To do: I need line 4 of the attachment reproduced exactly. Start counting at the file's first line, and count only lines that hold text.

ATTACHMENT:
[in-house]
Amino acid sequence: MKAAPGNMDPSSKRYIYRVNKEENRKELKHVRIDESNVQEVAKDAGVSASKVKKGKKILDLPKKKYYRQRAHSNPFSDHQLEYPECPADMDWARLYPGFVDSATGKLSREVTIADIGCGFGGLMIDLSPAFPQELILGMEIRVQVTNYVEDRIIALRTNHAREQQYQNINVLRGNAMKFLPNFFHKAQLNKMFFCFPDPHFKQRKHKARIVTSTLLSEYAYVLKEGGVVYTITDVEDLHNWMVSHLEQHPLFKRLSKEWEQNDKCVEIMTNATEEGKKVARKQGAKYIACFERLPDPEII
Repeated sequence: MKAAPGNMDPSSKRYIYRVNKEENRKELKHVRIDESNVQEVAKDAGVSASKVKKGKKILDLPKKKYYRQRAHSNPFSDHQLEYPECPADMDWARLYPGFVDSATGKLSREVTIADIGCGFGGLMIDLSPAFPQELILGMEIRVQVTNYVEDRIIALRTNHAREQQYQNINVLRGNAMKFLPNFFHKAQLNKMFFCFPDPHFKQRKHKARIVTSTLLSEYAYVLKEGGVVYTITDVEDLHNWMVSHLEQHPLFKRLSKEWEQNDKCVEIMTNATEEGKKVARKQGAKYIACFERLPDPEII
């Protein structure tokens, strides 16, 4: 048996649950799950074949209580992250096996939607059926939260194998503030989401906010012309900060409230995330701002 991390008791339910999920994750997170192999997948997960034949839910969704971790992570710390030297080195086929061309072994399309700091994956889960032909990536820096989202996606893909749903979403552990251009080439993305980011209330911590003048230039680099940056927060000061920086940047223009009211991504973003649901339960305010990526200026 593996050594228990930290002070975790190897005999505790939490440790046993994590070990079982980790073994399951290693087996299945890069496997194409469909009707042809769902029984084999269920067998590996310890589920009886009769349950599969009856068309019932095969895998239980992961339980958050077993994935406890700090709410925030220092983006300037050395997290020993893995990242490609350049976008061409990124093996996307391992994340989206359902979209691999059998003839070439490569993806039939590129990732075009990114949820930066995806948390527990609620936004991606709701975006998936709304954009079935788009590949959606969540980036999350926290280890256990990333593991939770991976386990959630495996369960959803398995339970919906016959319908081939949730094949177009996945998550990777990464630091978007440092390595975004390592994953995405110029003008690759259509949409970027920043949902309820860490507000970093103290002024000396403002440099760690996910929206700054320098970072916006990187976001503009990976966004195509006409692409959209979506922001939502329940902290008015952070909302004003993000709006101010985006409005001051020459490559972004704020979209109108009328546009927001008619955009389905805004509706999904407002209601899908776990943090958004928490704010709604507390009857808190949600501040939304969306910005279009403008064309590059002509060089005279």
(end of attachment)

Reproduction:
């Protein structure tokens, strides 16, 4: 048996649950799950074949209580992250096996939607059926939260194998503030989401906010012309900060409230995330701002 991390008791339910999920994750997170192999997948997960034949839910969704971790992570710390030297080195086929061309072994399309700091994956889960032909990536820096989202996606893909749903979403552990251009080439993305980011209330911590003048230039680099940056927060000061920086940047223009009211991504973003649901339960305010990526200026 593996050594228990930290002070975790190897005999505790939490440790046993994590070990079982980790073994399951290693087996299945890069496997194409469909009707042809769902029984084999269920067998590996310890589920009886009769349950599969009856068309019932095969895998239980992961339980958050077993994935406890700090709410925030220092983006300037050395997290020993893995990242490609350049976008061409990124093996996307391992994340989206359902979209691999059998003839070439490569993806039939590129990732075009990114949820930066995806948390527990609620936004991606709701975006998936709304954009079935788009590949959606969540980036999350926290280890256990990333593991939770991976386990959630495996369960959803398995339970919906016959319908081939949730094949177009996945998550990777990464630091978007440092390595975004390592994953995405110029003008690759259509949409970027920043949902309820860490507000970093103290002024000396403002440099760690996910929206700054320098970072916006990187976001503009990976966004195509006409692409959209979506922001939502329940902290008015952070909302004003993000709006101010985006409005001051020459490559972004704020979209109108009328546009927001008619955009389905805004509706999904407002209601899908776990943090958004928490704010709604507390009857808190949600501040939304969306910005279009403008064309590059002509060089005279």